“We’ve had a few turnovers in other games, but it’s sweet to finally get in the end zone.”
By comparison, it took a long time for the Ohio State Buckeyes defense to get their first defensive touchdown of the season. Perhaps it’s because, in 2016, the secondary collectively had three Pick-6’s in the first two games of the season. Or perhaps it seems a long time coming, since defensive tackle Robert Landers appeared to have a fumble return for a touchdown in the team’s opener against Indiana, which was ultimately called back.
While the unit has done a good job of forcing turnovers this season, taking away 12 through six games, including two against Maryland, they hadn’t managed to find the end zone until the first quarter Saturday. Sophomore defensive end Nick Bosa got to Maryland’s Max Bortenschlager for the sack, forcing a fumble by the quarterback. Junior linebacker Jerome Baker did the rest, scooping the ball up and returning it 20 yards for the touchdown.
The defensive touchdown was indicative of the way the unit played as a whole against Maryland. Though formidable against previous opponents, including Rutgers, against whom they pitched a shutout, the defense utterly shut Maryland down in every category Saturday. The secondary emerged in earnest, holding the Terps to just 16 yards passing on three completed passes. Overall, the defense held Maryland to 66 total yards of offense to the Buckeyes’ 584--the fewest yards allowed against a Big Ten opponent since 1960. Five sacks on the day further eroded Maryland’s rushing numbers as the defensive front seven showed their aptitude up front. Moreover, J.T. Barrett, Mike Weber and J.K. Dobbins individually had more rushing yards than the whole of Maryland’s offense. And when it counted, Maryland was not able to convert first downs, going just 1-for-15 on third downs. The Terps had just six first downs on the day to Ohio State’s 33.
“If I’m evaluating this play, I’m telling my on-field officials that this is not targeting, and certainly if it goes to replay, we want to overturn this and keep the player in the game.”
The 107,000-plus folks at the Horseshoe collectively (vehemently) disagreed with the targeting call made against junior quarterback Denzel Ward in the first quarter against Maryland Saturday. Ward made contact after Maryland receiver Taivon Jacobs turned to run after catching a pass from quarterback Max Bortenschlager. It was certainly a juggernaut of a hit, flipping Jacobs on his back and knocking the ball loose. Ward picked up the ball and began to return the ball for what would have been the Buckeyes’ second defensive touchdown of the game and season, but officials ruled the pass as incomplete, and called targeting on Ward.
The NCAA has an expansive definition and description of targeting, and yet the penalty manages to remain ambiguous. While defined as a player taking “aim at an opponent for the purpose of attacking with forcible contact that goes beyond making a legal tackle or a legal block or playing the ball,” notes also reference launching, thrusting and leading with the helmet, shoulder forearm, fist, hand or elbow. This definition, naturally, expands beyond helmet-to-helmet contact specifically when there is a dangerous hit to a player’s head.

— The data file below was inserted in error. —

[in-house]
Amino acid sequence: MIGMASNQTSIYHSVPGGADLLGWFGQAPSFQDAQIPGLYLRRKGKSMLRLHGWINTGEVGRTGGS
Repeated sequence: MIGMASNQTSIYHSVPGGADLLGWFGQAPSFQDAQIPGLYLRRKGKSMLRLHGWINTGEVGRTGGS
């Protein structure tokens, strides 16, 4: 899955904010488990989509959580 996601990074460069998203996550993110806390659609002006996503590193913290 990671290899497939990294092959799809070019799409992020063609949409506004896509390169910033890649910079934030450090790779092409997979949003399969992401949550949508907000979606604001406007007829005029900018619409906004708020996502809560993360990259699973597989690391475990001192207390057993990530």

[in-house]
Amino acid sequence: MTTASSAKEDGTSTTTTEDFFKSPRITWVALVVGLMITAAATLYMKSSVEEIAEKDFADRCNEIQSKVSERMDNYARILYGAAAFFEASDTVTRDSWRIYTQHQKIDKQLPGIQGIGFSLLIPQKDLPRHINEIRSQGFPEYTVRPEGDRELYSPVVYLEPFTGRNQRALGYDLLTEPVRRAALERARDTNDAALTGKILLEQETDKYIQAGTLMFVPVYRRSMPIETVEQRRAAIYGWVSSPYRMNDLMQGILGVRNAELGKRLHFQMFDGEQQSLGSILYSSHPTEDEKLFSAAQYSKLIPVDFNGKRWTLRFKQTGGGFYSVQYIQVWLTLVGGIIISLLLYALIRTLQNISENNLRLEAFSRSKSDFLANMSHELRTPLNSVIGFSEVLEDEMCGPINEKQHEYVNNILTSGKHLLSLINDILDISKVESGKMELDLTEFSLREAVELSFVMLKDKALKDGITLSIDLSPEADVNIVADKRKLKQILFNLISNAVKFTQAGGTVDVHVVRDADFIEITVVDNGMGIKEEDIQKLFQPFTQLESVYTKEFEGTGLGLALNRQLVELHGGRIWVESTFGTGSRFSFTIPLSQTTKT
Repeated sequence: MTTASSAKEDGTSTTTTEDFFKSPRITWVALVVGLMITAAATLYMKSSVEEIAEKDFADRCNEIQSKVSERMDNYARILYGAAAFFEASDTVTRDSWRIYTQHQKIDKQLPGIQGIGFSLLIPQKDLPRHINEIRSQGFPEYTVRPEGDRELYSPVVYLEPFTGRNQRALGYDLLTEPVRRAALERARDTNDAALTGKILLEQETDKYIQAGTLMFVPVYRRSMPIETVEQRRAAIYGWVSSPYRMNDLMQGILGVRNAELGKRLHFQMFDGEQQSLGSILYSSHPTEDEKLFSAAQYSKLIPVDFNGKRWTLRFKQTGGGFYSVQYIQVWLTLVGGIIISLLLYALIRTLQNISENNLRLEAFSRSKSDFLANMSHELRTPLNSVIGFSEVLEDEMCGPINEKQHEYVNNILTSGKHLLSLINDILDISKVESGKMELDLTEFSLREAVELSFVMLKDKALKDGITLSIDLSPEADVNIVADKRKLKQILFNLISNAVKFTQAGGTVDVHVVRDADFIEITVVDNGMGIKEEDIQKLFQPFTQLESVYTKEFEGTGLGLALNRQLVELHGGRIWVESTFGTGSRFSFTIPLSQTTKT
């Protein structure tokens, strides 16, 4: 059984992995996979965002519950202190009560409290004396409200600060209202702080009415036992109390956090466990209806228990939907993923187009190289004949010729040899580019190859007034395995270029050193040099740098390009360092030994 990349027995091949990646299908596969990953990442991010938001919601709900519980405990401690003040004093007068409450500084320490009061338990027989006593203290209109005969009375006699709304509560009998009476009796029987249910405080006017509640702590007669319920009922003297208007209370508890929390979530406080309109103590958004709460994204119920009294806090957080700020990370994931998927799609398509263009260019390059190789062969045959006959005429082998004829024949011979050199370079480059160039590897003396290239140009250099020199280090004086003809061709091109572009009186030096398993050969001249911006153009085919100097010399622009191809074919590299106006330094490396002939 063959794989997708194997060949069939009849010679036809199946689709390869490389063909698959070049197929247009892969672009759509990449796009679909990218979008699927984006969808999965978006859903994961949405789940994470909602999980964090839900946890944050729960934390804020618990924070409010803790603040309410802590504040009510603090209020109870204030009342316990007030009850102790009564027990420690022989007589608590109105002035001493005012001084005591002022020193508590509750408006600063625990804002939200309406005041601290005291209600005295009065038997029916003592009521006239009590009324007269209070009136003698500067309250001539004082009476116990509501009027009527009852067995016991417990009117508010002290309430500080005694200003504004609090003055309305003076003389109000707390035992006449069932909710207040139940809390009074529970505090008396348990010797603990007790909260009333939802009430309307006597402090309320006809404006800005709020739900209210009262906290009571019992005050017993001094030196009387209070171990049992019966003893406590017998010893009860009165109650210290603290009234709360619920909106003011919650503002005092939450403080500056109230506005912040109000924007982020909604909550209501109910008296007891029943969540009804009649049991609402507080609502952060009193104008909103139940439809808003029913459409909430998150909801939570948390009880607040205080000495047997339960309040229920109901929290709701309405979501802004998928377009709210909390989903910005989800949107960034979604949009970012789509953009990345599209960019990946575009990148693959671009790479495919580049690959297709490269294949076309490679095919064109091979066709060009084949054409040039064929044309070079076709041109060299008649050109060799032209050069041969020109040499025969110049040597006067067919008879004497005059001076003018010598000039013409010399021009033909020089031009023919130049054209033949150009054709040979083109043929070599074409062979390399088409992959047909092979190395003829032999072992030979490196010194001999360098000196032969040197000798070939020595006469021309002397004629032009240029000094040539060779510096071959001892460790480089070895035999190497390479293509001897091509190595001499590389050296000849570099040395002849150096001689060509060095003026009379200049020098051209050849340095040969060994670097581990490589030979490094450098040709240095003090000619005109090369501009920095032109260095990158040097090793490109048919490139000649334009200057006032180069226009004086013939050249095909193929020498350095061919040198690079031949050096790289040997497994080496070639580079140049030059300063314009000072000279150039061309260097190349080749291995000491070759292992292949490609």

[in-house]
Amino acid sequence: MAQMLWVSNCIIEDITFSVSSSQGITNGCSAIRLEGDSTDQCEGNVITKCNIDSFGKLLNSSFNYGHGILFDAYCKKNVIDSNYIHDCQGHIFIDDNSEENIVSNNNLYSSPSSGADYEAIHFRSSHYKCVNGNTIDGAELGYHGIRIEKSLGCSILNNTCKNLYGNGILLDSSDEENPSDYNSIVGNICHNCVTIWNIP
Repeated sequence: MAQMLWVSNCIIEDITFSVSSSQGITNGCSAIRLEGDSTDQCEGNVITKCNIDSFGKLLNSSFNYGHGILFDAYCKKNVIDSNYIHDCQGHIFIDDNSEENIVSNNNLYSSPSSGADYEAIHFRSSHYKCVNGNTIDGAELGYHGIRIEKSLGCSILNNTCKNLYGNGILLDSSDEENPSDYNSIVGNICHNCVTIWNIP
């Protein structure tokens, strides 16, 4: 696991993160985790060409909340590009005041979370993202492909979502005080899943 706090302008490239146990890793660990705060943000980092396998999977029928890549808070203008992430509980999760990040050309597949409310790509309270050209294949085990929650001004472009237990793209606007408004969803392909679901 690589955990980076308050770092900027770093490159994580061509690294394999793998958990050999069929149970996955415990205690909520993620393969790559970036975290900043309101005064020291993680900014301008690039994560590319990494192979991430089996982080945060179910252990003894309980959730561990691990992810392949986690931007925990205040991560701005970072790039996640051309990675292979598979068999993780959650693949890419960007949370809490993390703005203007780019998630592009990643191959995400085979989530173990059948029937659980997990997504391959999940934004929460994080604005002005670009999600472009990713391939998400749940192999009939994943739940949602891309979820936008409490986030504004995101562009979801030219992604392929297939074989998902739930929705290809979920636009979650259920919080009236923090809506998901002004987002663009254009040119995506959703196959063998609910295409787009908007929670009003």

All targeting fouls go to the booth for review. If enforced, the offending player is ejected and that player’s team charged a 15-yard penalty. If overturned, there are no such consequences. Ward’s call managed to be called on the field and upheld in review, which indicated that some part of the hit met some component of the NCAA’s definition of targeting. Even so, rules analyst Dean Blandino did not think that Ward’s tackle met the mark for the penalty, given that he led with his shoulder into the receiver’s upper chest.
Fans can appreciate the need to make the game safer for players, but in order for the targeting rule to effectively contribute to that effort, it needs to be enforced consistently.
“I don’t fumble that much so it kind of got to me a little bit. I knew I had to make up for it for my teammates.”
It is expected that freshmen will make mistakes, which is why it is a rare thing to see a true freshman earning serious playing time as a starter. For any other freshman, perhaps, it would not be shocking to commit a turnover. For true freshman running back J.K. Dobbins, however, that sort of mistake is utterly out of character.
After fumbling in the second quarter Saturday, Dobbins estimated that he had only ever lost the ball a handful of times his entire playing career, dating back to peewee football.
In many ways, it’s lucky that Dobbins saw the field at all again after his turnover versus Maryland. Urban Meyer is not one to forgive and forget such on-field atrocities so quickly, often sitting players for the remainder of the game after coughing the ball up. While sophomore running back Mike Weber took the next series, Dobbins was back in before the end of the half, and eventually ran in a three-yard touchdown in the third quarter. At the end of the day, Dobbins finished with a team-high 96 yards rushing.
Weber himself ended the day with 59 rushing yards and a touchdown of his own. Sophomore Antonio Williams also got in on the action, racking up 22 yards and yet another touchdown. With such wealth at running back (and that’s not including Demario McCall, who has been steadily recovering from a groin injury) and a massive lead, Meyer could have kept Dobbins on the bench for the rest of the day without any adverse effects for the rest of the team.
Instead, Dobbins showed that he would make up for his mistakes as quickly as he could. “I know Coach Meyer has a lot of trust in me so I kind of let him down with that fumble,” said the freshman. “But I made sure I would make up for it.”